Even with the evolution of 2D and 3D motion tracking techniques, there are still some things that are best done with Motion Controlled photography. And some things can only be done with Motion Controlled photography. Live action split-screens are one good example. Certain kinds of contemporary automotive photography is another. Choreographed miniature and stop motion photography both rely completely on Motion Control.
I have been supervising all types of motion
control photography for over ten years and am intimately familiar with the
two major types of photographic motion control sytems on the market; Lynx
Robotics and Kuper Controls..
From traditional Cel Animation stand programming
to live action-real time capture ? playback, including sophisticated, multi-axis,
miniature programming and photography, I have a thorough understanding of
what it takes to program and photograph moving images using computer
based camera controls.
In addition to knowing the software and electronics,
I have used most of the major booms systems that can be found at many of
the major effects houses in Southern California; places such as Digital Domain,,
Sony Pictures Imageworks,,
Image G, The Chandler Group and
Motion Control Rental Services. Each of the systems at these companies are different
and each has their own unique pros andcons. Whether
it's stepper driven, non-real time photography or hi-performance real time
DC servo systems you need, I can tell you which is the right system for
In addition to the above software/hardware knowledge base, I also maintain one of the most extensive lists of motion control programmers/operators, assistants and FX Directors of Photography in the business. I have great working relationships with all of them and can put together the right team in a very short period of time.
Image #1: From the Motion Picture "Batman Forever" - The opportunity to shoot this sequence was one of the main reasons I took on the Batman Forever project. 1/24th scale miniatures of the Batcave and tunnels were built and staged by Grant McCune Designs. To add an extra challenge, the Batwing miniature was built at 1/12th scale.....which means that we had to scale our foreground (Batwing) to our background (tunnel) camera move. That's always fun. Motion Controlled camera systems were employed for all the right reasons and many, many, many film passes were made. Film Elements like Tunnel beauty, neon light, spot light and tunnel matte passes, Batwing beauty, multiple matte, practical light and engine flame passes. Brilliant compositing by CIS..
Image #2: From the Motion Picture "Gone in 60 Seconds" - Smashing cars with a wrecking ball is one of my favourite pastimes....and being PAID to do it makes it especially fun.....For this shot, the Special Effects team rigged an endless loop cabling system which synchronized the wrecking ball to the intended target, the blue and white Jeep Cherokee. Having captured the impact with a repeatable motion controlled camera head, we then replayed the move with the Mustang racing through frame at top speed. This allowed us to place the Mustang just inches in front of the Jeep, barely being missed by the wrecking ball.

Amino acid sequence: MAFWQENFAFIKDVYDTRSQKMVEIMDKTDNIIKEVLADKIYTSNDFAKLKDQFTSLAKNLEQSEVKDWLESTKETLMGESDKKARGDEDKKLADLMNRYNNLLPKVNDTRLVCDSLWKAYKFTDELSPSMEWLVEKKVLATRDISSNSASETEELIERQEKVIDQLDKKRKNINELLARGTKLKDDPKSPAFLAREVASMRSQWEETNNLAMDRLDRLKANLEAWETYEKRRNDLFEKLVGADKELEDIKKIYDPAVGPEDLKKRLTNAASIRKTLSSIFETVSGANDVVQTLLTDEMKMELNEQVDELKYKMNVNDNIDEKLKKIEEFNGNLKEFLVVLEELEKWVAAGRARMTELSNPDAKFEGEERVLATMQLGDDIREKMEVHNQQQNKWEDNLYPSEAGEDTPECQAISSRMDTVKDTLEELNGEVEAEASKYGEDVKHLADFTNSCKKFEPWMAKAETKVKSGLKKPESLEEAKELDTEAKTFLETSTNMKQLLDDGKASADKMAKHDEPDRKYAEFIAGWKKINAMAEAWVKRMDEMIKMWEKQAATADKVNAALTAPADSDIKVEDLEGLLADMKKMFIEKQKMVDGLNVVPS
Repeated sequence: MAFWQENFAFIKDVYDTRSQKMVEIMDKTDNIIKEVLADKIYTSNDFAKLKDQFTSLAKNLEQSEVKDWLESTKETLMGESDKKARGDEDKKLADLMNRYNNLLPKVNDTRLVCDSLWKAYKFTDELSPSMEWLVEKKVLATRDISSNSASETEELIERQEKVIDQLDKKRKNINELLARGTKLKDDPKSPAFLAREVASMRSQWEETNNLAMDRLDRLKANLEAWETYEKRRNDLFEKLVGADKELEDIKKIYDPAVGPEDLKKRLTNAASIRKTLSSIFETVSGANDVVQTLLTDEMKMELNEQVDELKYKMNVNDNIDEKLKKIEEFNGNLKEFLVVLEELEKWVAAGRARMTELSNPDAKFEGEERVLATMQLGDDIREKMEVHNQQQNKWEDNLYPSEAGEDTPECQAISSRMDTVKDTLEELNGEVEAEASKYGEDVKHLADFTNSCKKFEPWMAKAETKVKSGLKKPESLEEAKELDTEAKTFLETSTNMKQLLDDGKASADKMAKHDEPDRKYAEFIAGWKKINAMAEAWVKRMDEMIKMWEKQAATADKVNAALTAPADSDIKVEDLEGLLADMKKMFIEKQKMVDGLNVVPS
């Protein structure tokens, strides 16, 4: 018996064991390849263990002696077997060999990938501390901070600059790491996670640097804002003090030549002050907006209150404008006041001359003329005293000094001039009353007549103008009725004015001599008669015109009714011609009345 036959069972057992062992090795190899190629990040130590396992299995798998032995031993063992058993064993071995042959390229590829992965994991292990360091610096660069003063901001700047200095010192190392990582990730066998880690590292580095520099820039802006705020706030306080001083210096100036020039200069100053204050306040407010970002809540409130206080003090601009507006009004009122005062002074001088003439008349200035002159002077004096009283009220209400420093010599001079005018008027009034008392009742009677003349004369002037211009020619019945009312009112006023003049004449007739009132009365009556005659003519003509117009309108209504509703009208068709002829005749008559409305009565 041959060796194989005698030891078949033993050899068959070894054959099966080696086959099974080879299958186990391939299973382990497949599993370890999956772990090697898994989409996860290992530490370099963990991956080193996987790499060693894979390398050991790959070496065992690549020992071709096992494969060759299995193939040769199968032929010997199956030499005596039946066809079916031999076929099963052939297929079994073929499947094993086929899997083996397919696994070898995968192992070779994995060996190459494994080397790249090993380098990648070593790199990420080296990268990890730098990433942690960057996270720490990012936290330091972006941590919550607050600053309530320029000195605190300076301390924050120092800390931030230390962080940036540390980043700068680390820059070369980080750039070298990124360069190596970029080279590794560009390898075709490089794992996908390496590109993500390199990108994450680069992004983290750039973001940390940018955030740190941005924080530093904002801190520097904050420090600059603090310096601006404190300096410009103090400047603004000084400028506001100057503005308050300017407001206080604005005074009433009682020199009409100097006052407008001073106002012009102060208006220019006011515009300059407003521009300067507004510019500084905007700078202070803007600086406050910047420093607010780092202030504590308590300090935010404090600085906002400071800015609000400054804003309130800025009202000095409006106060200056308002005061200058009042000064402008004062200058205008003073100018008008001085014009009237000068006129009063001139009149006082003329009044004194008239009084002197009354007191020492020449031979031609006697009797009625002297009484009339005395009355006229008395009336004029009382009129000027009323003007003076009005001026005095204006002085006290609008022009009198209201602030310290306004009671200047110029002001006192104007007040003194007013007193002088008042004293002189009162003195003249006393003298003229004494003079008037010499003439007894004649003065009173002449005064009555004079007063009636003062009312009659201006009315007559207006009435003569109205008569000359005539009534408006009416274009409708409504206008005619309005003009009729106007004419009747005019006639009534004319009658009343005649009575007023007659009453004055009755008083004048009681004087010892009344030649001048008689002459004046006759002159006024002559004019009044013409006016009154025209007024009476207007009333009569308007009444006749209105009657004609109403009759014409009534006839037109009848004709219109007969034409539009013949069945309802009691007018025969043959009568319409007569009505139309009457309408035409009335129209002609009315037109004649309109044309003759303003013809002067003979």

Image #3:From the Motion Picture "Face/Off"- A tricky little shot, this one was achieved by shooting with a........motion controlled camera system. One pass was photographed with the boat being blown out of the water with air cannons. We then ran the same motion controlled camera move with the stunt guys being ratcheted on a huge crane-mounted sling . The guys were keyed, rotoscoped and rotoscoped some more. Not really evident in this still were large holes in the bottom of the boat, caused by the air cannons. These holes were partially obscured by water spray. And they had to be removed. Ouch! But the hardest part of this shot was tracking 3D renderings of the stars faces onto the stunt guys heads (it's hard to tell on this JPEG file, but blown up to a 70' screen, you can see it.....). Amazing composites by VIFX (since folded into Rhythm and Hues).
Image #4:From the TV Pilot "The Messenger" - Crowd replication using Motion Control is a popular item.....although not usually on a freeway. This shot, which takes place in the future, was accomplished using a motion controlled pan/tilt/focu/zoom system, a large outdoor blue screen and a superb matte painting (by Kevin Mack). Excellent Pin Registered Film transfers and composites by CIS.
Image #5:From the Nike TV Commercial "Maybe, Maybe Not" - I had an excellent (though dusty) time working on this spot for Nike. Thirty-four composites in a 60 second commercial! All of them adding some peril to the Live Action photography. Most of them were straight split screens, others used Green Screen and a few, like the shot shown above, employed Real-Time Motion Control, Green Screen and Split Screen techniques. Pin Registered Transfers by POP (since folded into Riot). Truly exquisite composites by Sight Effects/Digital Lab.